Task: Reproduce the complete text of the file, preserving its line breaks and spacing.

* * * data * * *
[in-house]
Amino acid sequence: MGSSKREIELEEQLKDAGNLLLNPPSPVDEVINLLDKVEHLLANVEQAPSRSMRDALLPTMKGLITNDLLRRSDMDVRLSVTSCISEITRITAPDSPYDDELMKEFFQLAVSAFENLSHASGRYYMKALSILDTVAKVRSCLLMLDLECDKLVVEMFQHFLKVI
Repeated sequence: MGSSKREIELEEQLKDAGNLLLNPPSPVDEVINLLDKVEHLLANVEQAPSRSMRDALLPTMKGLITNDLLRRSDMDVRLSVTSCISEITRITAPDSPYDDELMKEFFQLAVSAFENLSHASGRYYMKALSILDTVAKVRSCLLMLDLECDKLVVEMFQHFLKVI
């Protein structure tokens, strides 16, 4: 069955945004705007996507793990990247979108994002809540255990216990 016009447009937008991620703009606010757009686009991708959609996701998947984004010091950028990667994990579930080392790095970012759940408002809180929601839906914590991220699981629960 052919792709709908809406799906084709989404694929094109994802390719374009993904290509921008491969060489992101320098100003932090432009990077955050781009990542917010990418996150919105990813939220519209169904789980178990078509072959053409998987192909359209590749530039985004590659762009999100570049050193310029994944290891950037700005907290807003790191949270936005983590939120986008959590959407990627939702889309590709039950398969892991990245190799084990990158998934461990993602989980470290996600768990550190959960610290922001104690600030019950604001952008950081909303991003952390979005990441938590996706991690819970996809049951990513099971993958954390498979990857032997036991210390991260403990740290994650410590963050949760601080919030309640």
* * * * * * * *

[in-house]
Amino acid sequence: MGSSKREIELEEQLKDAGNLLLNPPSPVDEVINLLDKVEHLLANVEQAPSRSMRDALLPTMKGLITNDLLRRSDMDVRLSVTSCISEITRITAPDSPYDDELMKEFFQLAVSAFENLSHASGRYYMKALSILDTVAKVRSCLLMLDLECDKLVVEMFQHFLKVI
Repeated sequence: MGSSKREIELEEQLKDAGNLLLNPPSPVDEVINLLDKVEHLLANVEQAPSRSMRDALLPTMKGLITNDLLRRSDMDVRLSVTSCISEITRITAPDSPYDDELMKEFFQLAVSAFENLSHASGRYYMKALSILDTVAKVRSCLLMLDLECDKLVVEMFQHFLKVI
């Protein structure tokens, strides 16, 4: 069955945004705007996507793990990247979108994002809540255990216990 016009447009937008991620703009606010757009686009991708959609996701998947984004010091950028990667994990579930080392790095970012759940408002809180929601839906914590991220699981629960 052919792709709908809406799906084709989404694929094109994802390719374009993904290509921008491969060489992101320098100003932090432009990077955050781009990542917010990418996150919105990813939220519209169904789980178990078509072959053409998987192909359209590749530039985004590659762009999100570049050193310029994944290891950037700005907290807003790191949270936005983590939120986008959590959407990627939702889309590709039950398969892991990245190799084990990158998934461990993602989980470290996600768990550190959960610290922001104690600030019950604001952008950081909303991003952390979005990441938590996706991690819970996809049951990513099971993958954390498979990857032997036991210390991260403990740290994650410590963050949760601080919030309640």